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A. INTRODUCTION

1. In our study of Romans we have seen glimpses of God's will for Christian behaviour in their various relationships:

a. the believer's relationship with G __ __;

b. the believer's relationship with the l __ __ of God;

c. the believer's relationship with s __ __;

d. the believer's relationship with other C __ __ __ __ __ __ __ __ __; and

e. the believer's relationship with those who are not in the c __ __ __ __ __.

2. Chapter 13 begins with a consideration of the Christian's relationship with civil authority. This is not the only place in Scripture where we find such teaching.

a. Jesus Himself set the ground rules in Matthew 22:15-22. His teaching on this subject

caused those who asked the question to "m __ __ __ __ __."

(1) Jesus did not choose sides, "church" vs. "state."

(2) He demonstrates that the church and the state occupy different spheres, but that both come under the authority of the sovereign God of the Universe. His commandment:

- render unto the state those things which belong to the state;

- render unto God those things which belong to God.

b. The apostle Peter's principles regarding the Christian and government are set forth in 1 Peter 2:13-17.

c. In addition to his enjoinders in this morning's text passage Paul teaches elsewhere on this subject.

(1) 1 Timothy 2:1-2

(2) Titus 3:1

d. Early church fathers who succeeded the apostles stood in agreement with the Scriptures in this matter.

(1) Justin Martyr, in his Apology 1:17, states:

"Elsewhere, we, more readily that all men, endeavor to pay to those appointed by you the taxes, both ordinary and extraordinary, as we have been taught by Jesus. We worship only God, but in other things we will gladly serve you, acknowledging you as kings and rulers of men, and praying that, with your kingly power, you may be found to possess also sound judgment."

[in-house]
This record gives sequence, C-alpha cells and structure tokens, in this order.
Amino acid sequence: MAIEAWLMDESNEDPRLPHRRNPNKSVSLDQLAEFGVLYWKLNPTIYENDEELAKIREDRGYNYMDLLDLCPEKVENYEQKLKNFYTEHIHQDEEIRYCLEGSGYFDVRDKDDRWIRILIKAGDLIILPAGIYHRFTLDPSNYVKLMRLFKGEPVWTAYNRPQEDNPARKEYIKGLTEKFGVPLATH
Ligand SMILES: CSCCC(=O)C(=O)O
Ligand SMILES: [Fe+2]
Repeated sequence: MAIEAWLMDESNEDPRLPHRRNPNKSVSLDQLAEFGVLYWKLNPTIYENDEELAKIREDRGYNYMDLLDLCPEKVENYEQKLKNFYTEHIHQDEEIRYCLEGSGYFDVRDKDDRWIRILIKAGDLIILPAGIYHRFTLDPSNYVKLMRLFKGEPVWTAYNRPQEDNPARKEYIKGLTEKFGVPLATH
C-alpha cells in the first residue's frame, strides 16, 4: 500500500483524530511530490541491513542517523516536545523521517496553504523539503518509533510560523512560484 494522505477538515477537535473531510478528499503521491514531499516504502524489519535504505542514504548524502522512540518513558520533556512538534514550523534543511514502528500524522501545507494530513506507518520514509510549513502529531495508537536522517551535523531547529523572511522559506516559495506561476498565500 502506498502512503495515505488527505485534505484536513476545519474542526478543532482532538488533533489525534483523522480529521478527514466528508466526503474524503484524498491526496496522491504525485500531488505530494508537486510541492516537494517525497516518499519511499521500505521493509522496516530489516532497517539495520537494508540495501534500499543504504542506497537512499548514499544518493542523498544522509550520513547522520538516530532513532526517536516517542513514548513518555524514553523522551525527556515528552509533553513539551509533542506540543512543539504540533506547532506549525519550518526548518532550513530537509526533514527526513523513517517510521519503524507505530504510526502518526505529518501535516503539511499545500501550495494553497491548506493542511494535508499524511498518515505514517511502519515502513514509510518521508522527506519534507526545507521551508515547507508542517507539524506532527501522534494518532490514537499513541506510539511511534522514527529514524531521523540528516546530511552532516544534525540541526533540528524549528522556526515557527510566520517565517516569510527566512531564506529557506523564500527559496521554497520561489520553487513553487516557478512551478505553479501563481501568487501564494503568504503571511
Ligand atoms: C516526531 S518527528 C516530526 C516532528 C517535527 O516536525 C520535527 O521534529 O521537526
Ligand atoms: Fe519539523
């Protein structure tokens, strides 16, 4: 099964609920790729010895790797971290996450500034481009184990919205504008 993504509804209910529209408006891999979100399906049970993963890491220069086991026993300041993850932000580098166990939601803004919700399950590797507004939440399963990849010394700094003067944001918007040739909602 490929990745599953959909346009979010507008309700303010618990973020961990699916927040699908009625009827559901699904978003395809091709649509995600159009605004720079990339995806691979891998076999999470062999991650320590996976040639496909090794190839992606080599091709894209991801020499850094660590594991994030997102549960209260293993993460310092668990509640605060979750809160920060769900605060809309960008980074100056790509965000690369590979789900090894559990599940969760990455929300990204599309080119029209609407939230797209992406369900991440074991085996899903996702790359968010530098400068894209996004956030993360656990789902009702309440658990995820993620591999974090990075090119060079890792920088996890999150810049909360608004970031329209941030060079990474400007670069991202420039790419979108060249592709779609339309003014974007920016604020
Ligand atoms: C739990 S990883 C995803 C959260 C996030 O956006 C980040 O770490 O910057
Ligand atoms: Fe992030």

(2) Tertullian in Apology 30 wrote:

"We offer prayer for the safety of our princes to the eternal, the true, the living God, whose favour, beyond all other things, they must themselves desire....Without ceasing, for all our emperors we offer prayer. We pray for life prolonged; for security to the empire; for protection for the imperial house; for brave armies, a faithful senate, a virtuous people, the world at rest -- whatever, as man or Caesar, and emperor would wish."

(3) Arnobius informed the civil authorities that in Christian gatherings it was common that "peace and pardon are asked for all authority."

(4) The Westminster Confession declares:

"God, the supreme Lord and King of all the world, hath ordained civil magistrates, to be, under Him, over the people, for His own glory, and the public good; and, to this end, hath armed them with the power of the sword, for the defence and encouragement of them that are good, and for the punishment of evil doers....Civil magistrates may not assume to themselves the administration of the Word and sacraments; or the powers of the keys of the kingdom of heaven."

3. What lies behind this position is the doctrine of the s __ __ __ __ __ __ __ __ __ __ of God, which winds in and out, around and through the text of this great epistle like a bright satin ribbon woven into a vast, muted tapestry.


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